Eminent Nigerians meet over nation’s decline

President Goodluck Jonathan

President Goodluck Jonathan

At least, 50 eminent southern and northern Nigerian leaders met in Abuja on Tuesday on the state of the nation

During the closed-door meeting at the Yar’Adua Centre, they resolved to meet with President Goodluck Jonathan and the leadership of the National Assembly.

The leaders met under the aegis of Project Nigeria, chaired by Prof. Ben Nwabueze. Organisers say Project Nigeria is a platform to canvass good governance and establish unity among the different interests in the country.

The leaders set up a committee, headed by a former Governor of the Central Bank of Nigeria, Mallam Adamu Ciroma, to go round the country and interface with other Nigerians.

Those who attended the meeting included a former head of the Nigerian Security Organisation, Alhaji Umaru Shinkafi; ex Senate President, Iyorcha Ayu; and former Delta State Governor, Chief Felix Ibru.

Also in attendance were a former Education Minister, Senator Jubril Aminu; the spokesperson of the Ijaw Republican Assembly, Annkio Brigg; a former President of the Ijaw National Conference, Prof. Kimse Okoko; activist lawyer, Dr. Tunji Abayomi; and the Secretary of Project Nigeria, Wale Okunniyi.

A source who attended the meeting explained that the essence of the meeting was to build national unity and consensus.

“The country is fast declining, we must save this country from collapse. We must close ranks and ensure that things are done properly,” he said.

Investigations showed that participants at the meeting specifically faulted the ongoing constitution review, saying it would take the country to nowhere.

The PUNCH gathered that the meeting resolved that there was a need for a national conference on corruption and good governance.

Lawmakers recently completed public hearings on the review of the constitution at their constituencies and zones. Each zone is expected to decide on the changes it desires in the areas of the constitution listed for review.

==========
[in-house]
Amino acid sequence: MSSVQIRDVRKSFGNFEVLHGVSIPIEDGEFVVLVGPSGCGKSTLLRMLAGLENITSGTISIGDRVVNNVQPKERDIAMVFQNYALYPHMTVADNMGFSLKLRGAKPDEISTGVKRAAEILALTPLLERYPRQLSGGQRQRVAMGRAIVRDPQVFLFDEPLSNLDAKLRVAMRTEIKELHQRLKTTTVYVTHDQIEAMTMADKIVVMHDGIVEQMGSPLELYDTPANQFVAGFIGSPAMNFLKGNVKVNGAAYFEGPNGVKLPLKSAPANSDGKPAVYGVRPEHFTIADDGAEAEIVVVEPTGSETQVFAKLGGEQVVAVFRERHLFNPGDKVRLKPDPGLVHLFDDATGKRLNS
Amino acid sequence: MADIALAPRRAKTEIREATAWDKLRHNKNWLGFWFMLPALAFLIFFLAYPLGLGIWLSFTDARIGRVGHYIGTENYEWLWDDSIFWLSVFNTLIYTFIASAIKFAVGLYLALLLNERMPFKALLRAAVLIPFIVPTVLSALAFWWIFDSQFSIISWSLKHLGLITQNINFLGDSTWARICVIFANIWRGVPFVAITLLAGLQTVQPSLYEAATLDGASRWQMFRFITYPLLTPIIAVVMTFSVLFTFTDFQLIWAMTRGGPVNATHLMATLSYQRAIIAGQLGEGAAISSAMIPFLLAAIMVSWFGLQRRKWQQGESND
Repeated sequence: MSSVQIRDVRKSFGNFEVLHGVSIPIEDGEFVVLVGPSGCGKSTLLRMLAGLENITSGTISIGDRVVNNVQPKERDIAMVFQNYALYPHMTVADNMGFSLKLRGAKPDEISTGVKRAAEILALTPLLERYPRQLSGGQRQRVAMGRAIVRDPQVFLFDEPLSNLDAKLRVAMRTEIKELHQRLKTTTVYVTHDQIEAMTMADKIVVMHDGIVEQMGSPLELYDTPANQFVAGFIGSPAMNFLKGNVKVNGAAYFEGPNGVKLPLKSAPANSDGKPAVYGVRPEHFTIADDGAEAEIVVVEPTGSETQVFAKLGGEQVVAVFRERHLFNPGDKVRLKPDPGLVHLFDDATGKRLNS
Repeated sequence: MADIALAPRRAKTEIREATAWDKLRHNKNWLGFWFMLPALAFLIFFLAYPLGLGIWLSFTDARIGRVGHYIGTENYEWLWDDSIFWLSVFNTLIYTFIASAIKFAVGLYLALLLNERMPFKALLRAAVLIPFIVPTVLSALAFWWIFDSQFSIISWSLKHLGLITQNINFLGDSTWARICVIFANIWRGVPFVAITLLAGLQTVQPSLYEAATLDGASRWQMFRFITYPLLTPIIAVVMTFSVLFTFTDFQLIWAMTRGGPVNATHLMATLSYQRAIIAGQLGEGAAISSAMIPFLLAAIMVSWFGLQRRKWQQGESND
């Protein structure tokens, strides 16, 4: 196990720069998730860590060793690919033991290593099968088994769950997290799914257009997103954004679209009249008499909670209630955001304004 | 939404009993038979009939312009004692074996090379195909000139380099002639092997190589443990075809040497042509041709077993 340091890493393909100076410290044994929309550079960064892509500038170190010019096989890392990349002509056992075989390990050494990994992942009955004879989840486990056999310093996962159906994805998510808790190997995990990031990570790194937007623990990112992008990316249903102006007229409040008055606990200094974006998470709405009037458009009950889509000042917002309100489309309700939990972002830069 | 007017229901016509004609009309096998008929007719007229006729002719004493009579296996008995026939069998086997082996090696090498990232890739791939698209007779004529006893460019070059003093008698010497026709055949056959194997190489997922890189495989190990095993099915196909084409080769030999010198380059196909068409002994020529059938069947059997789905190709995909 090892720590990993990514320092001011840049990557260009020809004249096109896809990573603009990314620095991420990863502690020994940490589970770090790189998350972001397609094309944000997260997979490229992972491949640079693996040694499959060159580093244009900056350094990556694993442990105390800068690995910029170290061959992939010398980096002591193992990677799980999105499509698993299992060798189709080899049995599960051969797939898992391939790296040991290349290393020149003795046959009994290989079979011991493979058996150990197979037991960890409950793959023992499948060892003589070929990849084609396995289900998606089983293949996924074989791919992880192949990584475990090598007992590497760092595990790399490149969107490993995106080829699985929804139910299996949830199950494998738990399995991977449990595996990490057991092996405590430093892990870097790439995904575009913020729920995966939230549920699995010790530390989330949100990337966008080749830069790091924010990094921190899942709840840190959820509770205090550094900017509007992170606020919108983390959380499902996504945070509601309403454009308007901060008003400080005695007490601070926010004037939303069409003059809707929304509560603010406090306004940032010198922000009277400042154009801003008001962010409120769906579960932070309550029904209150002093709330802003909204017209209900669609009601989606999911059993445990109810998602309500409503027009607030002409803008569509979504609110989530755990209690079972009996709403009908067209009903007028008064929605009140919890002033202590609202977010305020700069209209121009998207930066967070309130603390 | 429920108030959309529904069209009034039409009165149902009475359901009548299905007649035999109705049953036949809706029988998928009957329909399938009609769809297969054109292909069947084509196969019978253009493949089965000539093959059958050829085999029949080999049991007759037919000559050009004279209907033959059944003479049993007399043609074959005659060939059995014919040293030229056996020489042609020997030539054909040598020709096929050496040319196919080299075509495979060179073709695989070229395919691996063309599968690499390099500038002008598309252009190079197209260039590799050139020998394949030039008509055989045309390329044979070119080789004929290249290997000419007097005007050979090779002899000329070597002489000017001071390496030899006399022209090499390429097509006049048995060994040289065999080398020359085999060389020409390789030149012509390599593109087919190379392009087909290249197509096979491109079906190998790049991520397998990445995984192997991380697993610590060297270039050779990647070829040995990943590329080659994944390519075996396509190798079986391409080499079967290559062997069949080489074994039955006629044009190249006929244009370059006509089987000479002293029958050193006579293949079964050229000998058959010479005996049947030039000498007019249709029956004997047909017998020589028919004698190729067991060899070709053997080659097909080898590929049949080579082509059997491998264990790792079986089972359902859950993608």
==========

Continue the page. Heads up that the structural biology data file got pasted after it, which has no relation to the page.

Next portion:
Forty-three aspects of the 1999 constitution, including local government administration, state creation and the structure of the country have been listed for possible review.

But analysts have said that the public hearing are mere talk shows. In most cases, participants are made to merely chorused ‘yes’ and ‘no’ to the affected aspects of the constitution as the lawmakers who convened the forums announced them one after the other.

But the Speaker of the House of the House of Representatives, Hon. Aminu Tambuwal, had said that the public sessions in the 360 Federal Constituencies was a novel procedure meant to ensure a more participatory, inclusive and transparent review of the constitution.

When contacted on the Abuja meeting, Abayomi said, “I can confirm that there was a meeting of eminent Nigerians in Abuja on good governance, and the concerns of the people about corruption which is the consequence of poor governance.

“We are concerned about the rising frustration of the people, the high level of poverty and the gap between the governed and the leaders, between the people and government officials. Those are the issues that preoccupied the meeting. It was quite an interesting session about the desires of ordinary Nigerians.”

Alhaji Bashiru Dalhatu; Solomon Asemota (SAN); Prince Tony Momoh; Sen. Adamu Abdulahi; Hajia Nahatu Mohammed; Nkoyo Toyo; Sen. Ewa Henshaw; Alhaji Yayale Ahmed; Chief Mike Ozekhome (SAN) were also believed to have attended the meeting.

As the leaders met, three major socio-political groups in the country on Tuesday differed on President Goodluck Jonathan’s position on the Soverign National Conference.